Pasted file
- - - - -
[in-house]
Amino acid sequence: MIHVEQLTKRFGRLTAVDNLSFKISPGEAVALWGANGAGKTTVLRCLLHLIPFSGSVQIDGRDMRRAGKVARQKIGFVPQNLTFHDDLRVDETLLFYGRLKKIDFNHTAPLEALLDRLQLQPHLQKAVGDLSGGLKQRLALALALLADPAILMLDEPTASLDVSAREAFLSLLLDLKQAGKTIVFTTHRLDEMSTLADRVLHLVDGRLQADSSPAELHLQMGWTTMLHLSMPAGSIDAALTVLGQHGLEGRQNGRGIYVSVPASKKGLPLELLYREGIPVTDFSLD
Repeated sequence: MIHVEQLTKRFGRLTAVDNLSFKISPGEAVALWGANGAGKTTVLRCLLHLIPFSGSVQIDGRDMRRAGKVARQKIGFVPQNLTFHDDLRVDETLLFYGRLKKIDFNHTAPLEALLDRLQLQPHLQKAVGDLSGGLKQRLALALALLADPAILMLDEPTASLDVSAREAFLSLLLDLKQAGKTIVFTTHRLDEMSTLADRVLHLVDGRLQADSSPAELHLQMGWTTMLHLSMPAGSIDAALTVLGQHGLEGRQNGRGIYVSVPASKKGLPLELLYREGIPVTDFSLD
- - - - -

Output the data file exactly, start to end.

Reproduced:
[in-house]
Amino acid sequence: MIHVEQLTKRFGRLTAVDNLSFKISPGEAVALWGANGAGKTTVLRCLLHLIPFSGSVQIDGRDMRRAGKVARQKIGFVPQNLTFHDDLRVDETLLFYGRLKKIDFNHTAPLEALLDRLQLQPHLQKAVGDLSGGLKQRLALALALLADPAILMLDEPTASLDVSAREAFLSLLLDLKQAGKTIVFTTHRLDEMSTLADRVLHLVDGRLQADSSPAELHLQMGWTTMLHLSMPAGSIDAALTVLGQHGLEGRQNGRGIYVSVPASKKGLPLELLYREGIPVTDFSLD
Repeated sequence: MIHVEQLTKRFGRLTAVDNLSFKISPGEAVALWGANGAGKTTVLRCLLHLIPFSGSVQIDGRDMRRAGKVARQKIGFVPQNLTFHDDLRVDETLLFYGRLKKIDFNHTAPLEALLDRLQLQPHLQKAVGDLSGGLKQRLALALALLADPAILMLDEPTASLDVSAREAFLSLLLDLKQAGKTIVFTTHRLDEMSTLADRVLHLVDGRLQADSSPAELHLQMGWTTMLHLSMPAGSIDAALTVLGQHGLEGRQNGRGIYVSVPASKKGLPLELLYREGIPVTDFSLD